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Biomass Research in its First Year

In our final week of discussion on alternative crops, biomass crops are getting some attention. Ron Gehl, assistant professor and soil science specialist with NC State is working on biomass crops in research plots across the state:

“A lot of what I do with biomass crops is related to soil nutrition and the effects of growing these new crops on soil characteristics. A lot of these dedicated biomass crops are new to us and to growers so we are trying to figure out a couple of things: one, what grows in NC from the mountains to the coast and what goes into the production and what kind of yield potential there is and what kind of effects does that have in terms of sustainability.”

One of the ideas in growing biomass is utilizing spray fields to produce something other than Coastal Bermuda, which often goes to waste. Gehl outlines some of the issues being addressed in growing biomass on regulated spray fields:

“That’s one of the biggest projects we have going on right now. We are trying to figure out what we can grow on spray fields, more specifically, spray fields are all regulated for the amount of manure that can be placed on them, depending on the nitrogen content of the manure and then the removal of the nitrogen by the crop that is grown there. We are evaluating what is the nutrient removal if we were to grow a grass like switch grass, giant Miscanthus, or annuals like forged or sweet sorghum. We really need to understand the nutrient dynamics, to see if growers can use those crops to remove the nitrogen they apply.”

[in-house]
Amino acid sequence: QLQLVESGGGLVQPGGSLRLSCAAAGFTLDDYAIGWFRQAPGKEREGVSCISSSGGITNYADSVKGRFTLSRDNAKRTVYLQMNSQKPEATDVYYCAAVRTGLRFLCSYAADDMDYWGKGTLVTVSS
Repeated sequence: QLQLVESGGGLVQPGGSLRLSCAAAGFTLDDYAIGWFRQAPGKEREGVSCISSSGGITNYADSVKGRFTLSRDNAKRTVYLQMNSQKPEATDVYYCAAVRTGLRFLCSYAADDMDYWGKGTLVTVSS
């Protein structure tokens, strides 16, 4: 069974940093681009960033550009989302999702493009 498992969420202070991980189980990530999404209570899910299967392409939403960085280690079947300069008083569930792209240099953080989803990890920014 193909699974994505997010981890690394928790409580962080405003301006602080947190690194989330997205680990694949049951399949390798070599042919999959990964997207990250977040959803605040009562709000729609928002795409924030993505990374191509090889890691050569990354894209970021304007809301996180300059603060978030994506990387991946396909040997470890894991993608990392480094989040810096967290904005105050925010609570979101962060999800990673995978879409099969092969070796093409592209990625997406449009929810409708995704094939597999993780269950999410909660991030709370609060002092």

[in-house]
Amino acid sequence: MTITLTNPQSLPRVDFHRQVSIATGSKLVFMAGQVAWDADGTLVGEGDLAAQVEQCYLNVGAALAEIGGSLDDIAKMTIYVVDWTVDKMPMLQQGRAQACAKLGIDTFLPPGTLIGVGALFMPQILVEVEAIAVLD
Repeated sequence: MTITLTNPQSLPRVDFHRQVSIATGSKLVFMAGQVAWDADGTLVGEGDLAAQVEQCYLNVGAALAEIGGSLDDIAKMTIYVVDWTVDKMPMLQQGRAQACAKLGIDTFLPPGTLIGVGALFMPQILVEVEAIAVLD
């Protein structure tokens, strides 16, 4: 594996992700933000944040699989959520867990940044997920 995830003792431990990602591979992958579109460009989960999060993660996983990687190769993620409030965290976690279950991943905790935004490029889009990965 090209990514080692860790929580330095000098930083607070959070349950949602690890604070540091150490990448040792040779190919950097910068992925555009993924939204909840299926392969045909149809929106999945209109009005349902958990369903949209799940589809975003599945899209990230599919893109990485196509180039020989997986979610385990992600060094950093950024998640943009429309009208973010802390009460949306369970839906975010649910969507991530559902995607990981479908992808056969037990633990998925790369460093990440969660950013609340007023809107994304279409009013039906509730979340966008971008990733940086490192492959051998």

Gehl explains that while the numbers are still out, this first year of growing biomass crops on spray fields went well:

“We were able to get these grasses established on the spray fields. We are just now learning about the yield potential. Some of the perennial grasses don’t reach full maturity for about three years so time will tell what kind of long term biomass we can produce.”

Chemtex, an Italian biofuel company has expressed an interest in building a plant in Sampson County, using various biomass as feedstock, and Gehl explains that while their research is focused in that area, it’s really statewide:

“We are focused in a three county radius for that project, in Sampson, Duplin and Wayne counties. We are investigating the same types of crops in production all the way from the lower to the upper piedmont and then out to the mountains, because the climate, soils and landscape are so different going across the state from east to west.”

So, are there any producers growing biomass right now?

“None that I’m aware of. We do have some growers that have been growing switch grass for a while. That is probably one of the more traditional biomass fuel crop. Its been grown as a forage crop so as we are transitioning to a bio fuel arena, switch grass becomes an option as a dual purpose.”

Tomorrow, we’ll hear from an executive for Chemtex on their plans for a biofuels plant in Sampson County.
NC State Soil Scientist, Ron Gehl.

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